Solarpunk is very much about science – with some great examples here:
Solarpunk came out of science fiction – and sees science as full of real promise:
Its essential premise is the envisioning of a positive, hopeful, environmentally sustainable future as a reaction to the dystopianism endemic to turn-of-the-century science fiction and the Cyberpunk movement in particular. It likewise stands in opposition to the dystopianism of ‘dark green’ environmentalism, with its endemic misanthropy, demonization of science and technology, and nihilistic resignation to environmental collapse and mass death. It asserts the sort of pragmatic optimism that is now a radical, subversive stance in a popular culture that has largely abandoned hope for the future.
So, here’s a very pragmatic use of something we’ve already got plenty of – which does indeed give us hope for the future:
‘The potential for phage therapy is huge for anyone who has an antibiotic-resistant infection,’ says Joanne Santini, a professor of microbiology at University College London…
Phages — short for bacteriophage, meaning ‘bacteria eater’ — are found everywhere that bacteria exist, including in our bodies and the environment, such as soil or water. Phage therapy involves first identifying the bacteria that’s caused an infection, then finding a virus (i.e. the phage) known to kill that particular bug… ‘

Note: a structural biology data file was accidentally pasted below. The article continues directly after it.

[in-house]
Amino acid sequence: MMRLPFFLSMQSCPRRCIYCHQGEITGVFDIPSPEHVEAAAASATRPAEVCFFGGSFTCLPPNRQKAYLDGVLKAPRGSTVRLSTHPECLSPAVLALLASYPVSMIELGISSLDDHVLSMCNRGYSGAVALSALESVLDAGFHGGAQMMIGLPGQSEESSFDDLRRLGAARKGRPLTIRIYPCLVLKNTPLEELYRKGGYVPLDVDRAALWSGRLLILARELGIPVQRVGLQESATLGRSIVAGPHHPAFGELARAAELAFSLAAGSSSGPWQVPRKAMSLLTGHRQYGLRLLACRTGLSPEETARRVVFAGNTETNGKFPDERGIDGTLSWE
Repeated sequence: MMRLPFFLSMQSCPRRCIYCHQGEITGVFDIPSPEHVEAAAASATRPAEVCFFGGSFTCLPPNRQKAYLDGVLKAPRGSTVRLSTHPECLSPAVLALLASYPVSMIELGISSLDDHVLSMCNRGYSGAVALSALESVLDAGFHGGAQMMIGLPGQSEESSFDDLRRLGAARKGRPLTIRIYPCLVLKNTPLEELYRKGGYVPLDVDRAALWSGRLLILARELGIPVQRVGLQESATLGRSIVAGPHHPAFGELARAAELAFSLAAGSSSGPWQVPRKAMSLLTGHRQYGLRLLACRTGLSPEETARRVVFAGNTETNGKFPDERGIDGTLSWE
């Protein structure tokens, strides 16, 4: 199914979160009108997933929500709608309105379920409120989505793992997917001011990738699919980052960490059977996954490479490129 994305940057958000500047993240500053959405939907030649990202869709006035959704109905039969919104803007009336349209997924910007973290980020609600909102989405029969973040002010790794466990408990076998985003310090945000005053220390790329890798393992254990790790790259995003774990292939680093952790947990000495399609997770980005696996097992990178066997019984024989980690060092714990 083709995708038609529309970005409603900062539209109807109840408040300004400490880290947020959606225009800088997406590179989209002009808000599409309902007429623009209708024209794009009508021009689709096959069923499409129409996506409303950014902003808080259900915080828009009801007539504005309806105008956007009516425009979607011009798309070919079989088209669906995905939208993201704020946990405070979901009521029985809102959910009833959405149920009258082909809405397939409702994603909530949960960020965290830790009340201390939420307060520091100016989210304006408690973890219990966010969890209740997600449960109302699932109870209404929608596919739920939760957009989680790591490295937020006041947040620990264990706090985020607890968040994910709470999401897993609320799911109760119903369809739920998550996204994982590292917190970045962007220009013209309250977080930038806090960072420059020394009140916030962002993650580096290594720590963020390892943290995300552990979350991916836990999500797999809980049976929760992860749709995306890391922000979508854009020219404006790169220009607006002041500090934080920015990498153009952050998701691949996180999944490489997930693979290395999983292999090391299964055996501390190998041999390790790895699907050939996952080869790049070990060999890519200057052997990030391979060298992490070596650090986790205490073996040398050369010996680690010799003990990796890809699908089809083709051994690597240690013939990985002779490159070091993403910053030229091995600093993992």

If we combine phages with antibiotics, we attack the bacteria on two fronts and the bacteria struggle to become resistant to both,’ says Dr Ben Temperton, an associate professor of microbiology at the University of Exeter.
And a citizen-science project has come out of Exeter Uni:
You can help discover potentially life-saving phages (viruses that kill bacteria) via the Citizen Phage Library. The aim is to build a database of phages so that if a patient needs treatment, there is a national resource that can offer this quickly, says Dr Ben Temperton, an associate professor of microbiology at the University of Exeter, who set up the project.
‘People are sent kits that contain three glass jars. They fill these with water from their local areas, such as ponds or rivers, and send them back to our lab. We filter out the bacteria and what’s left are viruses. We add these to a sample of bacteria we want to find phages for — if there are phages in the sample that kill the bacteria, they will increase in number.’ The phages are checked to ensure they don’t have any dangerous genes, then they’re added to the database. They are stored in liquid nitrogen, and if they’re needed, more will be cultured.
The collection kits should be available within a month at https://www.citizenphage.com/